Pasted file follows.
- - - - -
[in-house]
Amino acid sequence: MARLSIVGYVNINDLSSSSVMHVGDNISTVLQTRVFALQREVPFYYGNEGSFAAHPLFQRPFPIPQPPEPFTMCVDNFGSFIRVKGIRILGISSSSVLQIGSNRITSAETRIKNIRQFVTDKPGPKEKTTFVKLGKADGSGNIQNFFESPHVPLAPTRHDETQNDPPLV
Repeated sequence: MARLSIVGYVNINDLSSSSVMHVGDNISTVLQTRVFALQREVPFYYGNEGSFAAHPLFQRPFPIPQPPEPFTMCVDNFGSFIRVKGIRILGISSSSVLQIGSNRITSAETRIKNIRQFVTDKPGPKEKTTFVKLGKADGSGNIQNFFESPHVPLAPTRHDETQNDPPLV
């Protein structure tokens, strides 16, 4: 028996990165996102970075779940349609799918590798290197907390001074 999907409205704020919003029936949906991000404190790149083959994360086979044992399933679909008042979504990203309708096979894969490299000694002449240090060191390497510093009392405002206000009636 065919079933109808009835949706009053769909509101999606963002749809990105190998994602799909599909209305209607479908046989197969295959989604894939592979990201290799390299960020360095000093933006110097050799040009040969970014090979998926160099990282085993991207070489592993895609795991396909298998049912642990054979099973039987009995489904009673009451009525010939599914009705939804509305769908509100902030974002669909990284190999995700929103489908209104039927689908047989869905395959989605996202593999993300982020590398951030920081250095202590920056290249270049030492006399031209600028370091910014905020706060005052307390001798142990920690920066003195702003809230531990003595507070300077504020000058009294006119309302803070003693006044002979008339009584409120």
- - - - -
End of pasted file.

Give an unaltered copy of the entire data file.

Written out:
[in-house]
Amino acid sequence: MARLSIVGYVNINDLSSSSVMHVGDNISTVLQTRVFALQREVPFYYGNEGSFAAHPLFQRPFPIPQPPEPFTMCVDNFGSFIRVKGIRILGISSSSVLQIGSNRITSAETRIKNIRQFVTDKPGPKEKTTFVKLGKADGSGNIQNFFESPHVPLAPTRHDETQNDPPLV
Repeated sequence: MARLSIVGYVNINDLSSSSVMHVGDNISTVLQTRVFALQREVPFYYGNEGSFAAHPLFQRPFPIPQPPEPFTMCVDNFGSFIRVKGIRILGISSSSVLQIGSNRITSAETRIKNIRQFVTDKPGPKEKTTFVKLGKADGSGNIQNFFESPHVPLAPTRHDETQNDPPLV
């Protein structure tokens, strides 16, 4: 028996990165996102970075779940349609799918590798290197907390001074 999907409205704020919003029936949906991000404190790149083959994360086979044992399933679909008042979504990203309708096979894969490299000694002449240090060191390497510093009392405002206000009636 065919079933109808009835949706009053769909509101999606963002749809990105190998994602799909599909209305209607479908046989197969295959989604894939592979990201290799390299960020360095000093933006110097050799040009040969970014090979998926160099990282085993991207070489592993895609795991396909298998049912642990054979099973039987009995489904009673009451009525010939599914009705939804509305769908509100902030974002669909990284190999995700929103489908209104039927689908047989869905395959989605996202593999993300982020590398951030920081250095202590920056290249270049030492006399031209600028370091910014905020706060005052307390001798142990920690920066003195702003809230531990003595507070300077504020000058009294006119309302803070003693006044002979008339009584409120």